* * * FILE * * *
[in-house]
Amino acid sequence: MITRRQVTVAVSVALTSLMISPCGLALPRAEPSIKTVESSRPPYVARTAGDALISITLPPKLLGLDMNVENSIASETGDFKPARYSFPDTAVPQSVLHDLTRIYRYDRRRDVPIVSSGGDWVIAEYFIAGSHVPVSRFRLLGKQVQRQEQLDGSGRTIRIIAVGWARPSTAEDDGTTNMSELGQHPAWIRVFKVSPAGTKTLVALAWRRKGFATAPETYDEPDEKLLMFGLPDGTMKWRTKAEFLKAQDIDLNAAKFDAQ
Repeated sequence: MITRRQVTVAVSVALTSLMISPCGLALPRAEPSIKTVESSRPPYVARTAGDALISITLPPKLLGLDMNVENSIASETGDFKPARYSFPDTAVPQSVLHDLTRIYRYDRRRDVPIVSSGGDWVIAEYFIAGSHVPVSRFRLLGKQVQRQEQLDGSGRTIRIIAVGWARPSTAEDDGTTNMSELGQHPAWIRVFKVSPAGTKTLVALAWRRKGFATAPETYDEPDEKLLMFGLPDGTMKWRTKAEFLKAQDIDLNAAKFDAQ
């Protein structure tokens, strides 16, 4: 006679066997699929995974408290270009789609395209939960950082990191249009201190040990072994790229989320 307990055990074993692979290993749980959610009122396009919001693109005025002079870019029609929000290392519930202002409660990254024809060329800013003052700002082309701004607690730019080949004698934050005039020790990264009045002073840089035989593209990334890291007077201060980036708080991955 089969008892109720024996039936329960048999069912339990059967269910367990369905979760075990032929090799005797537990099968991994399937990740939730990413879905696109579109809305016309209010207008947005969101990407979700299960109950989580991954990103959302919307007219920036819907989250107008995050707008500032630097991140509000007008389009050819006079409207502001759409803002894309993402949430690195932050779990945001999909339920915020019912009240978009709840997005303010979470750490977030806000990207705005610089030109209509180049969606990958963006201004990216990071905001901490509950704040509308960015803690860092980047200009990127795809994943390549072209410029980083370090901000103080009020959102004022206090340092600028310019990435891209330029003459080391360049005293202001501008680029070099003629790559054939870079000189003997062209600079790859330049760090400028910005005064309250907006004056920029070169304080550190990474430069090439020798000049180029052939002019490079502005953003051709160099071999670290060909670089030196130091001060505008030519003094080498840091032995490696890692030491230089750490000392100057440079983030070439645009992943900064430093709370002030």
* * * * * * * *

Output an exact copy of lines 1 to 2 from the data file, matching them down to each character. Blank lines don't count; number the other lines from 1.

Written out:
[in-house]
Amino acid sequence: MITRRQVTVAVSVALTSLMISPCGLALPRAEPSIKTVESSRPPYVARTAGDALISITLPPKLLGLDMNVENSIASETGDFKPARYSFPDTAVPQSVLHDLTRIYRYDRRRDVPIVSSGGDWVIAEYFIAGSHVPVSRFRLLGKQVQRQEQLDGSGRTIRIIAVGWARPSTAEDDGTTNMSELGQHPAWIRVFKVSPAGTKTLVALAWRRKGFATAPETYDEPDEKLLMFGLPDGTMKWRTKAEFLKAQDIDLNAAKFDAQ